[Photo by Micah Sittig.]
I used to fill the margins of my math newsletter with quotations and tidbits of math history. Here are some quotes from the July/August 1999 issue on probability, along with a few others I’ve stumbled on while browsing the internet.
No knowledge of probabilities helps us to know what conclusions are true. There is no direct relation between the truth of a proposition and its probability.
The 50-50-90 rule: Anytime you have a 50-50 chance of getting something right, there’s a 90% probability you’ll get it wrong.
How dare we speak of the laws of chance? Is not chance the antithesis of all law?
— Joseph Bertrand
Calcul des probabilités
I know too well that these arguments from probabilities are imposters, and unless great caution is observed in the use of them, they are apt to be deceptive.
How often might a man, after he had jumbled a set of letters in a bag, fling them out upon the ground before they would fall into an exact poem, yea, or so much as make a good discourse in prose? And may not a little book be as easily made by chance as this great volume of the world?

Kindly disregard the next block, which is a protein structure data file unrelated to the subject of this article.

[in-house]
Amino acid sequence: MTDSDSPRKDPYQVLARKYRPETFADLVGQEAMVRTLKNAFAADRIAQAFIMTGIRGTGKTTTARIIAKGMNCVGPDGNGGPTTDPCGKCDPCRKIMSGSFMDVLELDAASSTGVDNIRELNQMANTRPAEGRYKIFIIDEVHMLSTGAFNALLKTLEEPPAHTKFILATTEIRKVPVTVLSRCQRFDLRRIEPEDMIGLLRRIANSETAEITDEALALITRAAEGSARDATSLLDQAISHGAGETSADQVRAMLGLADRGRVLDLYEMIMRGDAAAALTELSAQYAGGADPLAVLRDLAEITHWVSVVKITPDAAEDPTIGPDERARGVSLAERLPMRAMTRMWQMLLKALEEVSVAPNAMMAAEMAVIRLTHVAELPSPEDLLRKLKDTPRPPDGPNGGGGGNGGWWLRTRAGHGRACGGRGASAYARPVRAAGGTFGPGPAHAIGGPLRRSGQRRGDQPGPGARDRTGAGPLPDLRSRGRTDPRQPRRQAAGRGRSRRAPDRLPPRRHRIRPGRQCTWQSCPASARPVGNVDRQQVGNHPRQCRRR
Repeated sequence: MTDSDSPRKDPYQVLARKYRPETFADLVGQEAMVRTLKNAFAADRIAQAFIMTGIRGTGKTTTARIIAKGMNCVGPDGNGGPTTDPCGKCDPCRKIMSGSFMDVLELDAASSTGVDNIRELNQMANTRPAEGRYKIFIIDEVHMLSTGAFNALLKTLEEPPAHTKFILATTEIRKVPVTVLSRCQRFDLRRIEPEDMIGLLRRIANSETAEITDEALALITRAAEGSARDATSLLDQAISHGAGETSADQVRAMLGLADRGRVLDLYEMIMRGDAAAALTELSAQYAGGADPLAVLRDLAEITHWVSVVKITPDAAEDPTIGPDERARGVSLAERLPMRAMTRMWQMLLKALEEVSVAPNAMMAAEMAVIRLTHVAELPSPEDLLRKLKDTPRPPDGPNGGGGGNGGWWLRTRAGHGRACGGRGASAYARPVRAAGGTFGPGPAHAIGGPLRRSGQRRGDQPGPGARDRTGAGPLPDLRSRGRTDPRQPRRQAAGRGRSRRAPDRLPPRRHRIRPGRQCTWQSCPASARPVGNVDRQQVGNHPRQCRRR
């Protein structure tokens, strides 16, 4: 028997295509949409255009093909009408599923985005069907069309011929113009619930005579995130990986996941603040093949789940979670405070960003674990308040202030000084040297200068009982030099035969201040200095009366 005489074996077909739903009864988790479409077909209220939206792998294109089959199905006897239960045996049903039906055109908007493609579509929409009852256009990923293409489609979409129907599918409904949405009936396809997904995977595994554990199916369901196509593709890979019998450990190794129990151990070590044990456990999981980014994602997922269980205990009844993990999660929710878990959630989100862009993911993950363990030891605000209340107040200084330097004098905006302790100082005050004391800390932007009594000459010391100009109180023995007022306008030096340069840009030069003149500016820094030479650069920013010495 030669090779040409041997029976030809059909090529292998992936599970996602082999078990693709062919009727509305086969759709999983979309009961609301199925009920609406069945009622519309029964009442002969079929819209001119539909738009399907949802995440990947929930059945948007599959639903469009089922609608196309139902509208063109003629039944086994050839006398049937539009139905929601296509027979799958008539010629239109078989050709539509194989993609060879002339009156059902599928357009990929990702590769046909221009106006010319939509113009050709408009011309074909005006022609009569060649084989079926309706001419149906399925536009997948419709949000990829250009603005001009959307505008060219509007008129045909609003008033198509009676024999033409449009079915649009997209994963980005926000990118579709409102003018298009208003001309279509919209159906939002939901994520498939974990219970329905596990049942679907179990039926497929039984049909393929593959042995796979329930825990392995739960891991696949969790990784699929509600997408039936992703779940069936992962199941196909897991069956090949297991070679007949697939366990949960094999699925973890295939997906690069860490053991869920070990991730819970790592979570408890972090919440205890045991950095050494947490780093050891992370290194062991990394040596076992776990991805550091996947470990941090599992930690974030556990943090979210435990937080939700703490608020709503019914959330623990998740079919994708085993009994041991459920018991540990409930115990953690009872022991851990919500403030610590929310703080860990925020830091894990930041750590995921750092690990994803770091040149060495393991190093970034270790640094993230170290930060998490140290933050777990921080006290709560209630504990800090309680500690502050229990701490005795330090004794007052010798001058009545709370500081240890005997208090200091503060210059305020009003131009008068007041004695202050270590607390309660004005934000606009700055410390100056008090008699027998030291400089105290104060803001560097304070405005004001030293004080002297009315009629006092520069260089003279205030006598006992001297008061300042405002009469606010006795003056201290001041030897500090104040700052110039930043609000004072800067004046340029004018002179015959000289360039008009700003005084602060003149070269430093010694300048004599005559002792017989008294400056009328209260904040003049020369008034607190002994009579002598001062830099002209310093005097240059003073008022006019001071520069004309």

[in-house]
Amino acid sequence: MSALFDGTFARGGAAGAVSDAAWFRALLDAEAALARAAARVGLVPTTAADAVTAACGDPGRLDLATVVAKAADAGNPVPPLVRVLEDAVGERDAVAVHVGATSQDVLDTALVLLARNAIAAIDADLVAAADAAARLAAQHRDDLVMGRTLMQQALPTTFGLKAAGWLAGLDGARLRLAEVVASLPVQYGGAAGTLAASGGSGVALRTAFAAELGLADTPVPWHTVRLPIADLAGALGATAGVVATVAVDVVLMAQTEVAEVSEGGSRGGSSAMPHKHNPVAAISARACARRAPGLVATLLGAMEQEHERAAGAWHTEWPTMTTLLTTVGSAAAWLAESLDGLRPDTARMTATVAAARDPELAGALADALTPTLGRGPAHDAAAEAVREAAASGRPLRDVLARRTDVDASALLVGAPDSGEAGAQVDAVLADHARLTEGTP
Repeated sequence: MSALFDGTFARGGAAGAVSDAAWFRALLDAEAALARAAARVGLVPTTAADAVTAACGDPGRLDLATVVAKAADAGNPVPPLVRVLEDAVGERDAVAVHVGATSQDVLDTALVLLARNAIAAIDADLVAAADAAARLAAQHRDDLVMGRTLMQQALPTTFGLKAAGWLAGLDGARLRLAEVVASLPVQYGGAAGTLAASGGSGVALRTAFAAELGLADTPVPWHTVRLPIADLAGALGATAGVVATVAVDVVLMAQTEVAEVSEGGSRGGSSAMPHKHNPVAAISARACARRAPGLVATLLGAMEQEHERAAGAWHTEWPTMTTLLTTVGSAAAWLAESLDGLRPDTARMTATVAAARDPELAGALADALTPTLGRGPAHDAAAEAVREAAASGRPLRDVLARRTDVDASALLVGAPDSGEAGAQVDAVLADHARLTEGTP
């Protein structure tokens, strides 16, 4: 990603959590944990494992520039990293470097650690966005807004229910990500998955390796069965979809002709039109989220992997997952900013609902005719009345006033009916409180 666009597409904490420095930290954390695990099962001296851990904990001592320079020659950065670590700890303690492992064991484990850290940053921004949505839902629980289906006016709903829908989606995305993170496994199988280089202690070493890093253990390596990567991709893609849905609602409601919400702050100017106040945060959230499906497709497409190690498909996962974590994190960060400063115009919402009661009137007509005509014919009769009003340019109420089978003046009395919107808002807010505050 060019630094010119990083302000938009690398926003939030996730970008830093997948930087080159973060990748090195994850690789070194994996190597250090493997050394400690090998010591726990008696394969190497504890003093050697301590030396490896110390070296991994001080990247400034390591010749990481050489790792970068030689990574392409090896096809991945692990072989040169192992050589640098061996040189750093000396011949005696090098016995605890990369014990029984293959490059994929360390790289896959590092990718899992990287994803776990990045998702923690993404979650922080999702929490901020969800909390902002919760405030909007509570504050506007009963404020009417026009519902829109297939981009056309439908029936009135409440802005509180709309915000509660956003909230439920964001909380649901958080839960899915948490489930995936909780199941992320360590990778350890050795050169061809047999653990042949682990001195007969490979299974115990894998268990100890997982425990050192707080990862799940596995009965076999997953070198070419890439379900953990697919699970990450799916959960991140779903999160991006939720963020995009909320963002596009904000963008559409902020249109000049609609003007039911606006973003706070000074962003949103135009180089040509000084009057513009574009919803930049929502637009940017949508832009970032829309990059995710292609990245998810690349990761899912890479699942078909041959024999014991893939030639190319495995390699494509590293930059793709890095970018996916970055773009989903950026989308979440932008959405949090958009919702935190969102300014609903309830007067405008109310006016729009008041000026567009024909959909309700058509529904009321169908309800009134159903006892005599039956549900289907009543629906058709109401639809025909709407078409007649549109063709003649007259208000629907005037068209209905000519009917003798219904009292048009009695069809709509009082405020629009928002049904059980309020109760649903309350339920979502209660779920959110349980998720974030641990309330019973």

“I think you’re begging the question,” said Haydock, “and I can see looming ahead one of those terrible exercises in probability where six men have white hats and six men have black hats and you have to work it out by mathematics how likely it is that the hats will get mixed up and in what proportion. If you start thinking about things like that, you would go round the bend. Let me assure you of that!”
— Agatha Christie
The Mirror Crack’d (Miss Marple Mysteries)
I have seen something else under the sun: The race is not to the swift or the battle to the strong, nor does food come to the wise or wealth to the brilliant or favor to the learned; but time and chance happen to them all.
It may be that the race is not always to the swift, nor the battle to the strong – but that is the way to bet.
Probable-Possible, my black hen,
She lays eggs in the Relative When.
She doesn’t lay eggs in the Positive Now
Because she’s unable to postulate how.
To Be Continued…
Read all the posts from the July/August 1999 issue of my Mathematical Adventures of Alexandria Jones newsletter.
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